The best stretching exercises for seniors are ones that are safe to perform and are going to provide the most benefit. As a geriatric physical therapist, this topic hits close to my heart. I spend my days teaching seniors exercises to help them regain function or decrease pain. Many times, these exercises include stretches because they are an essential part of improving fitness and overall mobility.
I know I’m walking a thin line between fitness and rehab with this topic. But I think it’s an important subject to discuss, so I’m going for it. I’m going to do my best to keep it relevant to exercising at home (and not turn into an all out therapy article).
I also know there are a lot of seniors exercising in their own home gyms out there that are not involved in any type of rehab. If incorporating a few key stretches into your routine can make you a little safer and make you less likely to get injured during your workouts, I think it’s worth a shot.
The goal of this article is to provide you with 5 stretches I think will be a great addition to your regular routine, as well as make you a little more durable in the real world.
Why Is Stretching Important?
Stretching should be an important part of all of our fitness routines. Unfortunately, I think it’s usually the first thing to go out the window. And trust me, I understand why. I’ve never enjoyed stretching. I will even admit that I, as a therapist, don’t stretch nearly as much now as I should. But, it’s a work in progress.
But why should we be stretching in the first place?
We need to stretch in order to maintain our range of motion (ROM). Ever heard the ol saying, “if you don’t use it, you lose it”? Of course you have, we all have. If we don’t use our muscles regularly, they become weak. Unfortunately, the same is true with stretching- if we don’t stretch regularly, our muscles become tight.
When muscles become tight, we lose the ability to move our joints freely. The hamstrings is a great example, because so many of us, young and old, have tight hamstrings. When your hamstrings become tight, you lose the ability to bend down and touch your toes.
If they are really tight, you lose the ability to fully straighten your knee when sitting in a chair. This same principle can be applied to any muscle in our body. Tight back muscles can limit spinal mobility. Tight hip muscles can limit hip mobility. And so on.
According to the Harvard, tight muscles are also more likely to become injured during exercise. If you try (or accidentally) stretch your tight muscle past its range, you are likely going to experience a muscle strain, or worse.
Tight muscles can also cause pain without a muscle strain or tear. I see this all the time. Muscles are a big source of pain for all of us- stretching is a great way to decrease that pain and make the odds of it returning less likely.
Why Do Muscles Become Tight?
I mentioned briefly above that muscles become tight when they aren’t stretched. But why? It’s really due to the fact that our muscles are really good at adapting to whatever situation we put them in.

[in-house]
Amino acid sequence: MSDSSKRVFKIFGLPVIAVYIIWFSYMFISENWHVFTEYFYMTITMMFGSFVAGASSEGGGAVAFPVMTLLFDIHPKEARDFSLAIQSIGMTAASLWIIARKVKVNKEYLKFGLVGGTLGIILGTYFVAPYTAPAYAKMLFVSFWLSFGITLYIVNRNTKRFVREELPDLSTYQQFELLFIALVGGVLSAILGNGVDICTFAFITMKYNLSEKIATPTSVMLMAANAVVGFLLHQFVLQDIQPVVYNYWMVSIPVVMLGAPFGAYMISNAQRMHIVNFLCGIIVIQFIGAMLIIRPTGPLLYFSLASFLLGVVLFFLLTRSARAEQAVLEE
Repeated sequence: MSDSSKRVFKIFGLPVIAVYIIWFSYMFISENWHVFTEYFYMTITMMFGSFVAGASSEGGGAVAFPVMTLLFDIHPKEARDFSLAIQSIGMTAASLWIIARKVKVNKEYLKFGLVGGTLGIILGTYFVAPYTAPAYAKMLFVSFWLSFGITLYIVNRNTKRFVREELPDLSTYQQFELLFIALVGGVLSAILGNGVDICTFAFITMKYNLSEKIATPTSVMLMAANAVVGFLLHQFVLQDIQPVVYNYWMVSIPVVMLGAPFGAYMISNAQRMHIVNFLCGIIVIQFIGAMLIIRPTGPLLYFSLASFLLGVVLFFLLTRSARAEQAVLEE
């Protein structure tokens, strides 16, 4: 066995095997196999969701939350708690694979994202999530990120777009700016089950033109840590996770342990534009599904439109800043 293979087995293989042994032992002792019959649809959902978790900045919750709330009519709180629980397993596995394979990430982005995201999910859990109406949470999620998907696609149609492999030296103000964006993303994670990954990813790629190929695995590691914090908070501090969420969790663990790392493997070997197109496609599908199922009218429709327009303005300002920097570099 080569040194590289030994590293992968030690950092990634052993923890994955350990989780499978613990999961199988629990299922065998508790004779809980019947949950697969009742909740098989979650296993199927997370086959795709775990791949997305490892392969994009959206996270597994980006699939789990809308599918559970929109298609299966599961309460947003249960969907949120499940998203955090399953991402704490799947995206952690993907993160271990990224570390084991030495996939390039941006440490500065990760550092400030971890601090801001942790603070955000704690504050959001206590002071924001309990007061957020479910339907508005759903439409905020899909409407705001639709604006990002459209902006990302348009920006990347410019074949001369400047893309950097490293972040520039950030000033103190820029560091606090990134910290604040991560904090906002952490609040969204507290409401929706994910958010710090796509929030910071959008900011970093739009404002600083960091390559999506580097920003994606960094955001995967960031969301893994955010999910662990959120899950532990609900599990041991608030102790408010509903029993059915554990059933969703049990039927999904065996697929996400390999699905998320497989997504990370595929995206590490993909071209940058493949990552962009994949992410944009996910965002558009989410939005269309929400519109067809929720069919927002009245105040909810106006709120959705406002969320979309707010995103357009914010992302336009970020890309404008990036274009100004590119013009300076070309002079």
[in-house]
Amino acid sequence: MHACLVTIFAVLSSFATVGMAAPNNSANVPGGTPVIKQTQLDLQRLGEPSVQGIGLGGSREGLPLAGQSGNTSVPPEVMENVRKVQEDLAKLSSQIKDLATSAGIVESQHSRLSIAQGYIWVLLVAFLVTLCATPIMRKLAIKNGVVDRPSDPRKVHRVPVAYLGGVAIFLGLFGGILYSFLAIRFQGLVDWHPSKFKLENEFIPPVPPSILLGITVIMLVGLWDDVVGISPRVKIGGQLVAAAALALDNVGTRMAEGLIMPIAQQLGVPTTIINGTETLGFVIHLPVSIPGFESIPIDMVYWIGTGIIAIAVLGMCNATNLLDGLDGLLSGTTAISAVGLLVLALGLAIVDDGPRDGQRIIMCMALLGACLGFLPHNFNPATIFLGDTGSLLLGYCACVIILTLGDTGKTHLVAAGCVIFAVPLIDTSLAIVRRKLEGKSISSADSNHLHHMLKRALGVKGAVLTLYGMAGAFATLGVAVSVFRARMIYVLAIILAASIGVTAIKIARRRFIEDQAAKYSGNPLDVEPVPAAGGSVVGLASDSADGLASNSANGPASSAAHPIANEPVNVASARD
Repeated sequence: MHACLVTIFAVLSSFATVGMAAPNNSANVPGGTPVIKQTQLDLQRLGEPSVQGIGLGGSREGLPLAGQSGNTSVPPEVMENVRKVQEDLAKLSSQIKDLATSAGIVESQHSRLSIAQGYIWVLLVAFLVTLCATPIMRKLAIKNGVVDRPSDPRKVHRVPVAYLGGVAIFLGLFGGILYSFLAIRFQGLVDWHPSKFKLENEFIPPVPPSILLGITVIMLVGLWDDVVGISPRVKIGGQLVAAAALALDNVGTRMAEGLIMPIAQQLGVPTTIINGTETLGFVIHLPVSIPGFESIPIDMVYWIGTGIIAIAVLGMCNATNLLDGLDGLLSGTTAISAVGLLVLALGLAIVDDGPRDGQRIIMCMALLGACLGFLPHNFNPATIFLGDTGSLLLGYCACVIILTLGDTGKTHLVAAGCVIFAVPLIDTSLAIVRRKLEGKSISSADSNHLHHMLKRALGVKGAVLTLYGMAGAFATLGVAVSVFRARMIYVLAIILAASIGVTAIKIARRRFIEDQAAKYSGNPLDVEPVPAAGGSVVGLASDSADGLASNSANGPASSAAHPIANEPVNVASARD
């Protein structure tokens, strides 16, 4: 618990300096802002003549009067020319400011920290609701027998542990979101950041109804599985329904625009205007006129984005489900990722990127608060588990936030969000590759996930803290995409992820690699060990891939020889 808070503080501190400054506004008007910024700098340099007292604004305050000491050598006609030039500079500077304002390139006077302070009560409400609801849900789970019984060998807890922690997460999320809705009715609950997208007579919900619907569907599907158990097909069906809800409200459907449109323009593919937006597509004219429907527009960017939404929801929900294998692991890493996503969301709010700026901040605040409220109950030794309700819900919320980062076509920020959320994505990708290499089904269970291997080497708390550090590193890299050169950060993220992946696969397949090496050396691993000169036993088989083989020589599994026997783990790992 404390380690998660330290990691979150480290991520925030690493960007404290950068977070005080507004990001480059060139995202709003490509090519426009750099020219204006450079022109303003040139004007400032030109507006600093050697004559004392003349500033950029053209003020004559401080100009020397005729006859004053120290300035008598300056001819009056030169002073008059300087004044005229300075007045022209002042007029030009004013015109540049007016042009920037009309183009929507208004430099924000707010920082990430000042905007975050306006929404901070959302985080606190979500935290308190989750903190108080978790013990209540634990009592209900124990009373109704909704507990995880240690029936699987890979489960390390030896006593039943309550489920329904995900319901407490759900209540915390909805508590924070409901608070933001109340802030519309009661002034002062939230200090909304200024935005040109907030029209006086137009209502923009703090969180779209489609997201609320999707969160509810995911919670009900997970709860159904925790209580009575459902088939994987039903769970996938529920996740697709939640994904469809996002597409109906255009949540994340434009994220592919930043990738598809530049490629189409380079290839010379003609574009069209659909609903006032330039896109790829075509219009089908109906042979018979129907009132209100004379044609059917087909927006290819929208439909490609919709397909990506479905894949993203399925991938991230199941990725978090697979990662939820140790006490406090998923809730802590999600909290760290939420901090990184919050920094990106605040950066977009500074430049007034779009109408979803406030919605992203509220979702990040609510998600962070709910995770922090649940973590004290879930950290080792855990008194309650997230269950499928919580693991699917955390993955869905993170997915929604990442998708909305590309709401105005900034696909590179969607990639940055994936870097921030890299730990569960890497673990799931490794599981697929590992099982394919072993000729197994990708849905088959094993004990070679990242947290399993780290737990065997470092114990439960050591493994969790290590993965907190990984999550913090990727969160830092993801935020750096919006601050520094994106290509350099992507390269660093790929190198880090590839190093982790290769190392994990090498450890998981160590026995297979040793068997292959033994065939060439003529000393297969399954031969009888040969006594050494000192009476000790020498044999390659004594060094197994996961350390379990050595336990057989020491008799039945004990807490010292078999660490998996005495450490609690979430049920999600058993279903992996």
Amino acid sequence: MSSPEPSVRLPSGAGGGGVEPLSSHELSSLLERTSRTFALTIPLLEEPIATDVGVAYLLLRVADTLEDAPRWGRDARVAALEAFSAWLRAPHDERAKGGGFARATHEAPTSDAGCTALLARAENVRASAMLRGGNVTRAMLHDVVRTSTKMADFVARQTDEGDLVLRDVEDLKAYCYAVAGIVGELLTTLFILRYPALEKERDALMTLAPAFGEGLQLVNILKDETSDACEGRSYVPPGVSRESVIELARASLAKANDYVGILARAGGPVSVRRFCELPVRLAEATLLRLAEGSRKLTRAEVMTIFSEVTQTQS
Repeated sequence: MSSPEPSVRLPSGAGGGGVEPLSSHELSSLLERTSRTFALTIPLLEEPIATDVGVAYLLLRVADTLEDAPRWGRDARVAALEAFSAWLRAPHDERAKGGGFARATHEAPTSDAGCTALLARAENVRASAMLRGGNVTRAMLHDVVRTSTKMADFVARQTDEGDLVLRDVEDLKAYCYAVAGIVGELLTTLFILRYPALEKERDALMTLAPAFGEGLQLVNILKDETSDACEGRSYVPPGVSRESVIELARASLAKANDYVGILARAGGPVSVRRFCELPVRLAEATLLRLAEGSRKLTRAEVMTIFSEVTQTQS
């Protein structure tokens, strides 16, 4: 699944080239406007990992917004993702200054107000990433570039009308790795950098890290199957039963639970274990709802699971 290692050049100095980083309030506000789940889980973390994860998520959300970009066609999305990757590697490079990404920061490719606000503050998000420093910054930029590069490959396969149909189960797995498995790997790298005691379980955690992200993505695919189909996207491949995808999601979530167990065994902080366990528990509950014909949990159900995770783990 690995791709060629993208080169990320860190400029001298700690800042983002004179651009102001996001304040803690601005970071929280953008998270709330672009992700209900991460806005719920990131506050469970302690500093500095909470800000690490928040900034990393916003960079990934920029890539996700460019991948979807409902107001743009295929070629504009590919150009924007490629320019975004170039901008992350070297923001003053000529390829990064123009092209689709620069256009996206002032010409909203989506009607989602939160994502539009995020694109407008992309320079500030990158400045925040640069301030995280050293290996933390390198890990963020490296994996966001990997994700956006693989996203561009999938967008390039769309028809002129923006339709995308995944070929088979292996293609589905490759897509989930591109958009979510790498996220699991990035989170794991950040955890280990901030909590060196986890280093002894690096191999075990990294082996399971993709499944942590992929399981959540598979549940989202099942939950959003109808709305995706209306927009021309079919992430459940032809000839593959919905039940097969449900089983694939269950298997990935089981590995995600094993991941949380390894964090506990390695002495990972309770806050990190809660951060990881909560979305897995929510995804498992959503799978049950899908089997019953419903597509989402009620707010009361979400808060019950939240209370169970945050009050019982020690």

If we exercise and lift weights regularly, our muscles become stronger. That is, our muscles adapt to the load they are being put under. When we lift weights, if the load is sufficient enough, we cause micro tears in the muscle fibers. Our body repairs these fibers. The result is a muscle that is a little stronger than it was before.
This is why we exercise- to stay strong, fit, and healthy.
A big problem a lot of us have, especially as we age, is that we move less. We spend a lot of our time sitting in the same positions and postures. Our muscles get used to these positions and adapt to fit them. The results are muscles that have shortened.
Why do so many of us have tight hamstrings? Because a lot of us spend a lot of time sitting! Driving, working in front of a desk, watching tv. These sitting postures put our hamstrings in a flexed (or bent) position. The result are tight hamstrings that don’t like to stretch out.
Luckily, our muscles are smart and can learn new tricks, regardless of how old they are! Folks of any age can improve health and well being with the help of stretching.
Not all stretches are appropriate for all seniors. Before trying anything new, it’s a good idea to consult your physician or local physical therapist.
The 5 Best Stretching Exercises For Seniors
Tip #1: The whole “no-pain, no-gain” rule isn’t true! You shouldn’t be feeling pain with any of these stretches. You should feel a stretch, this can be a little uncomfortable, but it should not hurt! If any of these stretches cause pain, please stop.
Tip #2: These stretches are designed for relatively healthy seniors. If you have any joint replacements, pain, or other limitations, please be careful and always abide by any precautions you may have. When in doubt, consult your physician. Remember, any stretch can be modified.
It’s also a good idea to warm up a little before stretching. You could walk or march in place for a few minutes. If you have an exercise bike or treadmill that would work well as a quick warm up before stretching.
#1 Hamstring Stretch
There are a hundred different ways to stretch your hamstrings. I like the standing version shown here by propping one leg up on a chair, it’s pretty gentle on your back.
Stretching your hamstrings is important because it can reduce your chances of injuring your knees and back during exercise. Stretching your hamstrings can also help alleviate back pain, depending on what’s causing it.
Try to keep the knee on the chair as straight as possible. Lean forward from the pelvis (instead of bending forward from the back) and you will feel more of a stretch.
The second stretch shown is also a great, safe way to stretch your hamstrings.
#2 Glute/Piriformis Stretch
Stretching out the back of the hip (glutes/piriformis) is another smart move. Not only is it going to make you feel looser and move more comfortably, but it’s a great way to prevent back and SI joint pain.
All of us, regardless of age, should be doing this stretch! If you have sciatica, or have had it in the past, this is a great stretch to relieve pressure on the sciatic nerve.
For this stretch, you are going to lie flat on the floor or bed, and bend one knee toward your opposite shoulder. You should feel the stretch in the back of your hip.
The second stretch shown here is a nice variation if it’s uncomfortable on your hip to bring it toward your opposite shoulder. Sometimes that position is a little pinchy on the hip joint.
#3 Standing Hip Flexor Stretch
We always think about the hamstrings getting tight from sitting for long periods of time during the day. Guess what also gets tight from doing this… our hip flexors. These are the group of muscles located in the front of our hips. Most of our hip flexors also attach to the front of our lumbar spine.